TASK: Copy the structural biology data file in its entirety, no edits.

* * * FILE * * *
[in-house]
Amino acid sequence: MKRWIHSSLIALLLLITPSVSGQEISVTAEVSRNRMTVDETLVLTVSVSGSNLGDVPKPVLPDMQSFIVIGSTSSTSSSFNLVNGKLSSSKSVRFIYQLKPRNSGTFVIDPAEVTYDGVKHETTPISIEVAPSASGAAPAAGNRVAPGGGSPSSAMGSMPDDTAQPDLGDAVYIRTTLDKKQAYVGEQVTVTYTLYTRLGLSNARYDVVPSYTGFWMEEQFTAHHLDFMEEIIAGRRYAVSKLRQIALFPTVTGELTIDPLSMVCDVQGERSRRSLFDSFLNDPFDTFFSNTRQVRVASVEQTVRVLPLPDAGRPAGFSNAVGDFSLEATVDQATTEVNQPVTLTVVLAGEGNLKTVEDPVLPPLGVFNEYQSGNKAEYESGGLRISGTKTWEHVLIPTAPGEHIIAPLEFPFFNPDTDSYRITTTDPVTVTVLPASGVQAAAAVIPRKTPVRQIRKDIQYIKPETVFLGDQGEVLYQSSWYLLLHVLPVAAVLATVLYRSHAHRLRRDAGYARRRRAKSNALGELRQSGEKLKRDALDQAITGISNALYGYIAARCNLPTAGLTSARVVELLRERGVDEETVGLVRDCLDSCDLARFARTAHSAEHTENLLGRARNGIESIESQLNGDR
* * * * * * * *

[in-house]
Amino acid sequence: MKRWIHSSLIALLLLITPSVSGQEISVTAEVSRNRMTVDETLVLTVSVSGSNLGDVPKPVLPDMQSFIVIGSTSSTSSSFNLVNGKLSSSKSVRFIYQLKPRNSGTFVIDPAEVTYDGVKHETTPISIEVAPSASGAAPAAGNRVAPGGGSPSSAMGSMPDDTAQPDLGDAVYIRTTLDKKQAYVGEQVTVTYTLYTRLGLSNARYDVVPSYTGFWMEEQFTAHHLDFMEEIIAGRRYAVSKLRQIALFPTVTGELTIDPLSMVCDVQGERSRRSLFDSFLNDPFDTFFSNTRQVRVASVEQTVRVLPLPDAGRPAGFSNAVGDFSLEATVDQATTEVNQPVTLTVVLAGEGNLKTVEDPVLPPLGVFNEYQSGNKAEYESGGLRISGTKTWEHVLIPTAPGEHIIAPLEFPFFNPDTDSYRITTTDPVTVTVLPASGVQAAAAVIPRKTPVRQIRKDIQYIKPETVFLGDQGEVLYQSSWYLLLHVLPVAAVLATVLYRSHAHRLRRDAGYARRRRAKSNALGELRQSGEKLKRDALDQAITGISNALYGYIAARCNLPTAGLTSARVVELLRERGVDEETVGLVRDCLDSCDLARFARTAHSAEHTENLLGRARNGIESIESQLNGDR